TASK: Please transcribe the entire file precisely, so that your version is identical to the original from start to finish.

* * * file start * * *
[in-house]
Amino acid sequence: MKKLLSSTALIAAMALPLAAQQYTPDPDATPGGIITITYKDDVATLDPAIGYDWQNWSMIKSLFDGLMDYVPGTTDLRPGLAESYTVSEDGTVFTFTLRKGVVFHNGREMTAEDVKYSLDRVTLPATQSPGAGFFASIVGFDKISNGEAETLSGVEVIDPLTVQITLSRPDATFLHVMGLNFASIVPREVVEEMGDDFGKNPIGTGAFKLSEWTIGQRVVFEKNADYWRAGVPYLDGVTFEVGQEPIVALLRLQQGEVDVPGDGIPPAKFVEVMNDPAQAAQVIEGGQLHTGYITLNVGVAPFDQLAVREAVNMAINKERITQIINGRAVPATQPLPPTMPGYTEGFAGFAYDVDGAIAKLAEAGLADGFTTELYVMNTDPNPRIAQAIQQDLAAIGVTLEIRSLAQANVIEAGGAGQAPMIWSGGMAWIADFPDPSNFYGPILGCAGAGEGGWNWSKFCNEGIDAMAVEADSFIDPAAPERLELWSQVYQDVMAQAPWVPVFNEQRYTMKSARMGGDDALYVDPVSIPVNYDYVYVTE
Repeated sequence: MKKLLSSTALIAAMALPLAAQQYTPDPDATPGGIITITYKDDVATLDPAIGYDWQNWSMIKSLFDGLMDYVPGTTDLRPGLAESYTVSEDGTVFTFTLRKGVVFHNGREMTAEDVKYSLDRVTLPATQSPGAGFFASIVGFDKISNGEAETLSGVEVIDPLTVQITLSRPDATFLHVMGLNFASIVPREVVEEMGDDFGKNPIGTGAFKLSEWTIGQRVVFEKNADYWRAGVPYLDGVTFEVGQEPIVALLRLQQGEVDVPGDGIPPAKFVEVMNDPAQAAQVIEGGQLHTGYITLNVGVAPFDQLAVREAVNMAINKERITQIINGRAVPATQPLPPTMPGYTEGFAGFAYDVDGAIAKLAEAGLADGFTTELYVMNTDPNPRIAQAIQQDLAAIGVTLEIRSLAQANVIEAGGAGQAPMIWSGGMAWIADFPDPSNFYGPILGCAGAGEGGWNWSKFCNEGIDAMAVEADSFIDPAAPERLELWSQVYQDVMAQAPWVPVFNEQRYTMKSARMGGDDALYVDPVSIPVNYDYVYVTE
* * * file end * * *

[in-house]
Amino acid sequence: MKKLLSSTALIAAMALPLAAQQYTPDPDATPGGIITITYKDDVATLDPAIGYDWQNWSMIKSLFDGLMDYVPGTTDLRPGLAESYTVSEDGTVFTFTLRKGVVFHNGREMTAEDVKYSLDRVTLPATQSPGAGFFASIVGFDKISNGEAETLSGVEVIDPLTVQITLSRPDATFLHVMGLNFASIVPREVVEEMGDDFGKNPIGTGAFKLSEWTIGQRVVFEKNADYWRAGVPYLDGVTFEVGQEPIVALLRLQQGEVDVPGDGIPPAKFVEVMNDPAQAAQVIEGGQLHTGYITLNVGVAPFDQLAVREAVNMAINKERITQIINGRAVPATQPLPPTMPGYTEGFAGFAYDVDGAIAKLAEAGLADGFTTELYVMNTDPNPRIAQAIQQDLAAIGVTLEIRSLAQANVIEAGGAGQAPMIWSGGMAWIADFPDPSNFYGPILGCAGAGEGGWNWSKFCNEGIDAMAVEADSFIDPAAPERLELWSQVYQDVMAQAPWVPVFNEQRYTMKSARMGGDDALYVDPVSIPVNYDYVYVTE
Repeated sequence: MKKLLSSTALIAAMALPLAAQQYTPDPDATPGGIITITYKDDVATLDPAIGYDWQNWSMIKSLFDGLMDYVPGTTDLRPGLAESYTVSEDGTVFTFTLRKGVVFHNGREMTAEDVKYSLDRVTLPATQSPGAGFFASIVGFDKISNGEAETLSGVEVIDPLTVQITLSRPDATFLHVMGLNFASIVPREVVEEMGDDFGKNPIGTGAFKLSEWTIGQRVVFEKNADYWRAGVPYLDGVTFEVGQEPIVALLRLQQGEVDVPGDGIPPAKFVEVMNDPAQAAQVIEGGQLHTGYITLNVGVAPFDQLAVREAVNMAINKERITQIINGRAVPATQPLPPTMPGYTEGFAGFAYDVDGAIAKLAEAGLADGFTTELYVMNTDPNPRIAQAIQQDLAAIGVTLEIRSLAQANVIEAGGAGQAPMIWSGGMAWIADFPDPSNFYGPILGCAGAGEGGWNWSKFCNEGIDAMAVEADSFIDPAAPERLELWSQVYQDVMAQAPWVPVFNEQRYTMKSARMGGDDALYVDPVSIPVNYDYVYVTE